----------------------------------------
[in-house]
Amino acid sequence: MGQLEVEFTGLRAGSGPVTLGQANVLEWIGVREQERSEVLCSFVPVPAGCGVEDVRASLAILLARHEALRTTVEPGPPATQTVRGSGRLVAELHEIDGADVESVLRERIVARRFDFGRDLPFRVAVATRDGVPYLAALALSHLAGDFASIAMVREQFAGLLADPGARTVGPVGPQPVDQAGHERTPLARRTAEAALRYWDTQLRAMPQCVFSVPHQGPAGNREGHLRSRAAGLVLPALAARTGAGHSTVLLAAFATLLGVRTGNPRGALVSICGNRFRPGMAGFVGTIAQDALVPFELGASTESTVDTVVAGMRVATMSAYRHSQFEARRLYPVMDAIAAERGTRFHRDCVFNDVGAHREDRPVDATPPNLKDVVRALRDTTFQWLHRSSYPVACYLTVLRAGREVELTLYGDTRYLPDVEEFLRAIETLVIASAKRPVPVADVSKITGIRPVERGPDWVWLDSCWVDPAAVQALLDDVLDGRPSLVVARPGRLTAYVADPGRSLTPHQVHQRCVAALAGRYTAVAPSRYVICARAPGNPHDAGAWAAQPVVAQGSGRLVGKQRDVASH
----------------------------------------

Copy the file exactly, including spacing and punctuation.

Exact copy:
[in-house]
Amino acid sequence: MGQLEVEFTGLRAGSGPVTLGQANVLEWIGVREQERSEVLCSFVPVPAGCGVEDVRASLAILLARHEALRTTVEPGPPATQTVRGSGRLVAELHEIDGADVESVLRERIVARRFDFGRDLPFRVAVATRDGVPYLAALALSHLAGDFASIAMVREQFAGLLADPGARTVGPVGPQPVDQAGHERTPLARRTAEAALRYWDTQLRAMPQCVFSVPHQGPAGNREGHLRSRAAGLVLPALAARTGAGHSTVLLAAFATLLGVRTGNPRGALVSICGNRFRPGMAGFVGTIAQDALVPFELGASTESTVDTVVAGMRVATMSAYRHSQFEARRLYPVMDAIAAERGTRFHRDCVFNDVGAHREDRPVDATPPNLKDVVRALRDTTFQWLHRSSYPVACYLTVLRAGREVELTLYGDTRYLPDVEEFLRAIETLVIASAKRPVPVADVSKITGIRPVERGPDWVWLDSCWVDPAAVQALLDDVLDGRPSLVVARPGRLTAYVADPGRSLTPHQVHQRCVAALAGRYTAVAPSRYVICARAPGNPHDAGAWAAQPVVAQGSGRLVGKQRDVASH